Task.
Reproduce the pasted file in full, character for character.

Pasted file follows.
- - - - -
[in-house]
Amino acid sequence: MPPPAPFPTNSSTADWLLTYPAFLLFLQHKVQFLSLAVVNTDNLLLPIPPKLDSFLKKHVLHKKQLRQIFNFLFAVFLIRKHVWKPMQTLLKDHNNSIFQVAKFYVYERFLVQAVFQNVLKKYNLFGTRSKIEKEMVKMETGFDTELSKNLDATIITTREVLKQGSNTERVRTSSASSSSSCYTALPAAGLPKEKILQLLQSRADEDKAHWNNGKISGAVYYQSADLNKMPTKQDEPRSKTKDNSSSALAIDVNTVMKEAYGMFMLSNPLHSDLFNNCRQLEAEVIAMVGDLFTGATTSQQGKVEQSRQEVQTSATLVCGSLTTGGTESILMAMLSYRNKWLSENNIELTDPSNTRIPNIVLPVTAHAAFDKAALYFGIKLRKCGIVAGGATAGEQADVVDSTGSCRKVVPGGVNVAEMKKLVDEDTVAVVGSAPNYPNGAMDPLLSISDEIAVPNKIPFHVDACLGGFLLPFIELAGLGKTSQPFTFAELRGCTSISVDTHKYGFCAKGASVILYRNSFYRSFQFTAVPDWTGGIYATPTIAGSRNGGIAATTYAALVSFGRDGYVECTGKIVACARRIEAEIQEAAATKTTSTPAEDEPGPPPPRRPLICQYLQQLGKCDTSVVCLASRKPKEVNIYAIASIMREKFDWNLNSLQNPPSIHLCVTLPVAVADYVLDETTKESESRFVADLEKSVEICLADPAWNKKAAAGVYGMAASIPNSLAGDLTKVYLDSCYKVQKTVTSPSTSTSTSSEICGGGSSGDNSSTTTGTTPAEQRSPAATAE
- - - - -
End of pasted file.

[in-house]
Amino acid sequence: MPPPAPFPTNSSTADWLLTYPAFLLFLQHKVQFLSLAVVNTDNLLLPIPPKLDSFLKKHVLHKKQLRQIFNFLFAVFLIRKHVWKPMQTLLKDHNNSIFQVAKFYVYERFLVQAVFQNVLKKYNLFGTRSKIEKEMVKMETGFDTELSKNLDATIITTREVLKQGSNTERVRTSSASSSSSCYTALPAAGLPKEKILQLLQSRADEDKAHWNNGKISGAVYYQSADLNKMPTKQDEPRSKTKDNSSSALAIDVNTVMKEAYGMFMLSNPLHSDLFNNCRQLEAEVIAMVGDLFTGATTSQQGKVEQSRQEVQTSATLVCGSLTTGGTESILMAMLSYRNKWLSENNIELTDPSNTRIPNIVLPVTAHAAFDKAALYFGIKLRKCGIVAGGATAGEQADVVDSTGSCRKVVPGGVNVAEMKKLVDEDTVAVVGSAPNYPNGAMDPLLSISDEIAVPNKIPFHVDACLGGFLLPFIELAGLGKTSQPFTFAELRGCTSISVDTHKYGFCAKGASVILYRNSFYRSFQFTAVPDWTGGIYATPTIAGSRNGGIAATTYAALVSFGRDGYVECTGKIVACARRIEAEIQEAAATKTTSTPAEDEPGPPPPRRPLICQYLQQLGKCDTSVVCLASRKPKEVNIYAIASIMREKFDWNLNSLQNPPSIHLCVTLPVAVADYVLDETTKESESRFVADLEKSVEICLADPAWNKKAAAGVYGMAASIPNSLAGDLTKVYLDSCYKVQKTVTSPSTSTSTSSEICGGGSSGDNSSTTTGTTPAEQRSPAATAE